Throwback Thursday: Sept. 10, 2001 And The Pentagon’s Missing $2.3 Trillion

pentagon trillions 9/11
Robert D. Ward, Public domain, via Wikimedia Commons

By Adam Andrzejewski for RealClearInvestigations

Topline: On Sept. 10, 2001, then-Defense Secretary Donald H. Rumsfeld promised to end what he called “a matter of life and death” — billions of dollars of wasteful spending at the Pentagon, and an unaccounted for $2.3 trillion.

Rumsfeld’s battle was short-lived. By the next day, on 9/11, the Department of Defense had bigger things to worry about than wasteful spending.

So, what became of Rumsfeld’s declaration of financial war?

Key facts: In a press conference on Sept. 10, Rumsfeld admitted that because of outdated technology and flawed bookkeeping, Pentagon accountants had lost track of $2.3 trillion in taxpayer money. That was almost a quarter of the United States’ GDP at the time.

The funds had been spent, but no one could figure out what they had been used for. This would have been a huge national story, if not for the events of the next day.

Rumsfeld likened Pentagon bureaucratic processes to the Soviet Union in terms of the threat they posed to the U.S. He also noted that the DoD employed more workers than necessary and spent millions of dollars to train staffers who would only stick around for a few years.

Rumsfeld vowed to revolutionize Pentagon accounting, work with Congress to draft new legislation, and created the Defense Business Board to advise the DoD on financial matters.

Background: Jim Minnery of the Defense Finance and Accounting Service told CBS News in 2002 that few Pentagon employees seemed to care about multi-million dollar transactions missing from internal balance sheets. Officials would simply doctor statements to erase the missing money, according to Minnery.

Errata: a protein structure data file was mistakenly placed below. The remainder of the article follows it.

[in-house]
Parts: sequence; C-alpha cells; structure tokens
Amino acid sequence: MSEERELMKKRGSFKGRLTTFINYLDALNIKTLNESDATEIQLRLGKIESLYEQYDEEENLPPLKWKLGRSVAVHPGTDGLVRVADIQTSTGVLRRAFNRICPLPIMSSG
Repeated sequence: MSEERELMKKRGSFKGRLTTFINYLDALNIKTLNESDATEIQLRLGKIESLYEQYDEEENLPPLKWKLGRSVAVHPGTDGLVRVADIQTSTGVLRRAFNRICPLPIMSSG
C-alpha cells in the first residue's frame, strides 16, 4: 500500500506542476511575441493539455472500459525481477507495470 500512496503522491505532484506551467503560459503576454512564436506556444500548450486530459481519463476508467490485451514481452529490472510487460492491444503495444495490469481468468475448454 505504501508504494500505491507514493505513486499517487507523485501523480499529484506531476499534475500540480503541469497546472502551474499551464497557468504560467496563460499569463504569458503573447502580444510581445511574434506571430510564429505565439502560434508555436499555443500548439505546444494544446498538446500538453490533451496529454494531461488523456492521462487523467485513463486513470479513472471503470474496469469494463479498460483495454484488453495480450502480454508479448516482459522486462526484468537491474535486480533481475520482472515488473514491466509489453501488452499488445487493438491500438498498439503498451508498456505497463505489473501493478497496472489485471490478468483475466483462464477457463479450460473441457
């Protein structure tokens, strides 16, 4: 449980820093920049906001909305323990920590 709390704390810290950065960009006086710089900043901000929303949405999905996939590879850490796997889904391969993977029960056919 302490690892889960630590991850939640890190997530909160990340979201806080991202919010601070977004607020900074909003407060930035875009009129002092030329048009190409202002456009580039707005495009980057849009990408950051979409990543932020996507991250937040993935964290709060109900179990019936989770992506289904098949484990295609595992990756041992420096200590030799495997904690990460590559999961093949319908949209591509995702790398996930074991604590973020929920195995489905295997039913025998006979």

“They have to cover it up,” Minnery said. “That’s where the corruption comes in. They have to cover up the fact that they can’t do the job.

Even the Pentagon’s attempts to fix its accounting ended up wasting money. Rolling Stone reported in 2019 that two different Pentagon accounting initiatives had been scrapped. Each cost over $1 billion and took over seven years to prepare, yet were never even implemented.

In 2023, the Pentagon’s accounting systems failed an internal audit for the sixth year in a row. That prompted Sens. Chuck Grassley (R-Iowa) and Bernie Sanders (I-Vt.) to introduce the Audit the Pentagon Act of 2023, which would force the DoD to forfeit part of its budget if it could not pass another audit.

Auditors at OpenTheBooks.com found that the Pentagon spent more than $56 billion on payroll in 2022. There were 24 employees who took home salaries of at least $300,000.

Critical quote: “From buying $14,000 toilet seats to losing track of warehouses full of spare parts, the Department of Defense has been plagued by wasteful spending for decades. Every dollar the Pentagon squanders is a dollar not used to support service members, bolster national security or strengthen military readiness,”Grassley said. “The Department of Defense should have to meet the same annual auditing standards as every other agency.” 

Summary: The DoD has had a known finance issue for decades despite being one of the government’s most expensive departments. The worries Rumsfeld brought up in 2001 have yet to be eliminated.

The #WasteOfTheDay is brought to you by the forensic auditors at OpenTheBooks.com.

Reprinted with permission from RealClearWire.

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